Thayer said.

  oKeep your refrigerator at 40 degrees Fahrenheit or below to slow bacteria
    growth that spoils food and ruins flavor.
  oStore opened packages of dry foods, such as rice and pasta, in dry,
    airtight containers. This will keep out insects and rodents and keep food
    from obtaining odors.
  oLeave food in its original wrapping unless the package is torn. If you
    have to rewrap, seal storage containers well to prevent moisture loss and
    absorption of other odors. Wrapping raw meat, poultry and fish in separate
    plastic bags also keeps raw meat juices from contaminating other foods.
  oWhen freezing, pack food items in freezer bags or airtight containers.
    Squeeze air from bags before sealing and leave some space in containers in
    case foods expand. If moisture escapes, frozen food can become dry, tough
    and tasteless and may develop freezer burn.

For more food safety tips, visit the award-winning and
download the free Is My Food Safe? app for Apple and Android devices.

Learn more about National Nutrition Month and how you can "Enjoy the Taste of
Eating Right" at

All registered dietitians are nutritionists – but not all nutritionists are
registered dietitians. The Academy's Board of Directors and Commission on
Dietetic Registration have determined that those who hold the credential
registered dietitian (RD) may optionally use "registered dietitian
nutritionist" (RDN) instead. The two credentials have identical meanings.

The Academy of Nutrition and Dietetics and ConAgra Foods' Home Food Safety
program is dedicated to raising consumer awareness about the seriousness of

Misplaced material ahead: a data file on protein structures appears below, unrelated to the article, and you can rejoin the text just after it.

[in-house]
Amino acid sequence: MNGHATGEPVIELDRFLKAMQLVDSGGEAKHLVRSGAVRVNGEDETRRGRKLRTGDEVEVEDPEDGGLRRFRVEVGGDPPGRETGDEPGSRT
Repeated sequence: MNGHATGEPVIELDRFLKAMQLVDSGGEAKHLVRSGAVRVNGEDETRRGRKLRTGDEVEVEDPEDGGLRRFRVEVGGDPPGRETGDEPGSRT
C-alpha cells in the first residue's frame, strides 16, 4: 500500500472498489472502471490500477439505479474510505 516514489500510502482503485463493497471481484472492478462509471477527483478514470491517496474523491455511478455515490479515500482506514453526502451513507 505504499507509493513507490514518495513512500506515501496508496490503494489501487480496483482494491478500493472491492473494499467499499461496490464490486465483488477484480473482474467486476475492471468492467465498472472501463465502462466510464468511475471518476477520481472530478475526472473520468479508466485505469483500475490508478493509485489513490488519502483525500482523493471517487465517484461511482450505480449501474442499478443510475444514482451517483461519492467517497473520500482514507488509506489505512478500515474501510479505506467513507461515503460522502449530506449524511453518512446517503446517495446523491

food poisoning and providing solutions for easily and safely handling food in
their own kitchens. More information can be found at

The Academy of Nutrition and Dietetics is the world's largest organization of
food and nutrition professionals. The Academy is committed to improving the
nation's health and advancing the profession of dietetics through research,
education and advocacy. Visit the Academy at

ConAgra Foods, Inc., (NYSE: CAG) is one of North America's largest packaged
food companies with branded and private branded foods found 99 percent of
America's households, as well as a strong commercial foods business serving
restaurants and foodservice operations globally. Consumers can find recognized
brands such as Egg Beaters^®, Healthy Choice^®, Hunt's^®, Marie Callender's^®,
Orville Redenbacher's^®, and many other ConAgra Foods brands, along with food
sold by ConAgra Foods under private brand labels, in grocery, convenience,
mass merchandise, club stores and drugstores. ConAgra Foods also has a strong
commercial foods presence, supplying frozen potato and sweet potato products
as well as other vegetable, spice, bakery and grain products to a variety of
well-known restaurants, foodservice operators and commercial customers. For
more information, please visit us at

SOURCE Academy of Nutrition and Dietetics

Contact: Ryan O'Malley, Allison MacMunn, 800/877-1600, ext. 4769, 4802,